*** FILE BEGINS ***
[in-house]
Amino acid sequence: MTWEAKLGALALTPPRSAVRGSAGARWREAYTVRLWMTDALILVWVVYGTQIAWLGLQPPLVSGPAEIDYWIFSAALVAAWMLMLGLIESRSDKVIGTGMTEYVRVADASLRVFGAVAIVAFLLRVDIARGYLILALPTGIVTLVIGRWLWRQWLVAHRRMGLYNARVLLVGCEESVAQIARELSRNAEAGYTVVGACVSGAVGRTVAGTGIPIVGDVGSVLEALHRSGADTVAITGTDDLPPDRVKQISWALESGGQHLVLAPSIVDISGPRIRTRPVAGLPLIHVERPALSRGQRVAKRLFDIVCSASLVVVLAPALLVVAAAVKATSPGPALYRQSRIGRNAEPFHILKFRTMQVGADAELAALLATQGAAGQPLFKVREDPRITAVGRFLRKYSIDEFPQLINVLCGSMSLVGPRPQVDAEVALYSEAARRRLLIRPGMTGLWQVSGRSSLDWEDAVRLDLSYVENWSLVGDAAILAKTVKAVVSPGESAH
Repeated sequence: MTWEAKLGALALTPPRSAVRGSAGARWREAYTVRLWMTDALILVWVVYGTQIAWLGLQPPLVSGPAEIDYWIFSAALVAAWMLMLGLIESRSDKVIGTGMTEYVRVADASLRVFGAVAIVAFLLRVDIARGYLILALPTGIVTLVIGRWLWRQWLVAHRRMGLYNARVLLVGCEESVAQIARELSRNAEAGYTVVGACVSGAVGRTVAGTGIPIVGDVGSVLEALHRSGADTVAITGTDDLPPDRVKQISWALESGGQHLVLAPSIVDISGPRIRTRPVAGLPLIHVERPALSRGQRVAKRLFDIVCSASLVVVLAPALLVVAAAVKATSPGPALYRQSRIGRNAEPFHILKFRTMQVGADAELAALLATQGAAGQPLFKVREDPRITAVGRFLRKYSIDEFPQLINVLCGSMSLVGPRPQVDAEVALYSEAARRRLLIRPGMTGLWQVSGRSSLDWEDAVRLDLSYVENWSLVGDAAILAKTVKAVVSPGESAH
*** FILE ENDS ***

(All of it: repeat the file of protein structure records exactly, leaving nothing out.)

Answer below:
[in-house]
Amino acid sequence: MTWEAKLGALALTPPRSAVRGSAGARWREAYTVRLWMTDALILVWVVYGTQIAWLGLQPPLVSGPAEIDYWIFSAALVAAWMLMLGLIESRSDKVIGTGMTEYVRVADASLRVFGAVAIVAFLLRVDIARGYLILALPTGIVTLVIGRWLWRQWLVAHRRMGLYNARVLLVGCEESVAQIARELSRNAEAGYTVVGACVSGAVGRTVAGTGIPIVGDVGSVLEALHRSGADTVAITGTDDLPPDRVKQISWALESGGQHLVLAPSIVDISGPRIRTRPVAGLPLIHVERPALSRGQRVAKRLFDIVCSASLVVVLAPALLVVAAAVKATSPGPALYRQSRIGRNAEPFHILKFRTMQVGADAELAALLATQGAAGQPLFKVREDPRITAVGRFLRKYSIDEFPQLINVLCGSMSLVGPRPQVDAEVALYSEAARRRLLIRPGMTGLWQVSGRSSLDWEDAVRLDLSYVENWSLVGDAAILAKTVKAVVSPGESAH
Repeated sequence: MTWEAKLGALALTPPRSAVRGSAGARWREAYTVRLWMTDALILVWVVYGTQIAWLGLQPPLVSGPAEIDYWIFSAALVAAWMLMLGLIESRSDKVIGTGMTEYVRVADASLRVFGAVAIVAFLLRVDIARGYLILALPTGIVTLVIGRWLWRQWLVAHRRMGLYNARVLLVGCEESVAQIARELSRNAEAGYTVVGACVSGAVGRTVAGTGIPIVGDVGSVLEALHRSGADTVAITGTDDLPPDRVKQISWALESGGQHLVLAPSIVDISGPRIRTRPVAGLPLIHVERPALSRGQRVAKRLFDIVCSASLVVVLAPALLVVAAAVKATSPGPALYRQSRIGRNAEPFHILKFRTMQVGADAELAALLATQGAAGQPLFKVREDPRITAVGRFLRKYSIDEFPQLINVLCGSMSLVGPRPQVDAEVALYSEAARRRLLIRPGMTGLWQVSGRSSLDWEDAVRLDLSYVENWSLVGDAAILAKTVKAVVSPGESAH